Real Email is: tjwatson1ATcomcastDOTnet Website: http://home.comcast.net/~tjwatson1
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Actually my opinion is based on milling many many board feet of rough cut lumber.
And yes, it is my comment and I haven't changed my mind. It is possible but neither easy, efficient, nor accurately repeatable enough to be a truly viable option. Same with various jigs and shims. It's all hit and miss. Pretty much Mickey mouse stuff. A good hand plane can do a better and faster job of prepping stock if one doesn't have a jointer handy
--
Mike G.
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I *think* I need to thank you for explaining this to my wife. She visited you one day earlier this month to make a toolbox and learn a bit about woodworking. Apparently she learned quite a bit and had a very good time. She called me twice while driving home to tell me how many tools she used and how much fun it was, plus there was some kind of giggling coming from the other side of the bed as I was drifting off around midnight. She is using your course catalog to plan her vacation. She has started showing a lot more interest in the shop and my tools, to the extent that she decided the 4" jointer on my Shopsmith was inadequate, and the Stanleys were too slow. So I am now re-arranging the shop to make room for a newly-arrived DJ-20. If my gratefulness seems less than 100%, it is because I think SHE plans to use it! If you are going to encourage her to move in on my last refuge, I hope you are planning to offer brewing courses so I can drown my sorrows while she is making sawdust.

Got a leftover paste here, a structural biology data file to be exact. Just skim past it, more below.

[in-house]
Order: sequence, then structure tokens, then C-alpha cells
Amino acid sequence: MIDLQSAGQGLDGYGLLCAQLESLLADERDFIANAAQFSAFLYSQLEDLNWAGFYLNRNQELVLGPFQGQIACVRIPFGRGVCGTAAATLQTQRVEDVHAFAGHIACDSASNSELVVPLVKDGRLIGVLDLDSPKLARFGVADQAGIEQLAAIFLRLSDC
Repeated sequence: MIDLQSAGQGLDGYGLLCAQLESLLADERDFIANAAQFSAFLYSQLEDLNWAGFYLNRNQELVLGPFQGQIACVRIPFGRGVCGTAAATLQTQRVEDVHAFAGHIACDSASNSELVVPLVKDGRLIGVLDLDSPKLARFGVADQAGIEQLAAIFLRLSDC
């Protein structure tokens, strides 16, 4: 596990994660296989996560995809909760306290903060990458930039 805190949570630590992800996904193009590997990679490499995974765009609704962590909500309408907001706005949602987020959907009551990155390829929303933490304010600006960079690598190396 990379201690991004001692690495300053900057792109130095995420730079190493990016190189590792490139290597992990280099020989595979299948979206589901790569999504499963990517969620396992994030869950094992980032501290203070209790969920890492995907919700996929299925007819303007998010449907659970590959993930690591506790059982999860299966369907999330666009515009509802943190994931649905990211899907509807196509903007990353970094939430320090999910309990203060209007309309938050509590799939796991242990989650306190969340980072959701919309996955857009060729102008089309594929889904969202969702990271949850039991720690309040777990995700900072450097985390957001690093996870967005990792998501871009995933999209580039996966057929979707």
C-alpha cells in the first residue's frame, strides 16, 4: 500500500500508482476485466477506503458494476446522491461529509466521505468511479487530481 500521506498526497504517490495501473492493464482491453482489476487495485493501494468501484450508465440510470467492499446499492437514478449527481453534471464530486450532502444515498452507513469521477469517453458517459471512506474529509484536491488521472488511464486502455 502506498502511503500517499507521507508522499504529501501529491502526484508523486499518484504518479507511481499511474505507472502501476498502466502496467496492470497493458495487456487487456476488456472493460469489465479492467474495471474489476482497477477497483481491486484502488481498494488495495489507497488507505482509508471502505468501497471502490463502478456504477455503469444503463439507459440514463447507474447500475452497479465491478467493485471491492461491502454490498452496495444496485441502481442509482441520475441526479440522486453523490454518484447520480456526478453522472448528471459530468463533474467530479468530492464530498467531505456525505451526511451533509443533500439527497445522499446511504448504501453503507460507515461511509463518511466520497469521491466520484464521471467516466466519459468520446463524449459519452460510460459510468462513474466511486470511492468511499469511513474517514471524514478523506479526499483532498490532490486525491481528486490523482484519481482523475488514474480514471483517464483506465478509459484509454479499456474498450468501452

snipped-for-privacy@ccrtc.com (Mike at American Sycamore) wrote:

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Steps for truing stock.
Repost of my stock answer to bi weekly question **************************************************************************** ***********************************
Absolutely necessary. A flat face to work from.
Joint (make flat and straight) one face (reference face) so you have something to true (reference) the remaining three sides to. Not to be done on a planer because the feed rollers will push out any warp and it will reappear as the stock exits the planer. For the same reason use very little down force when jointing.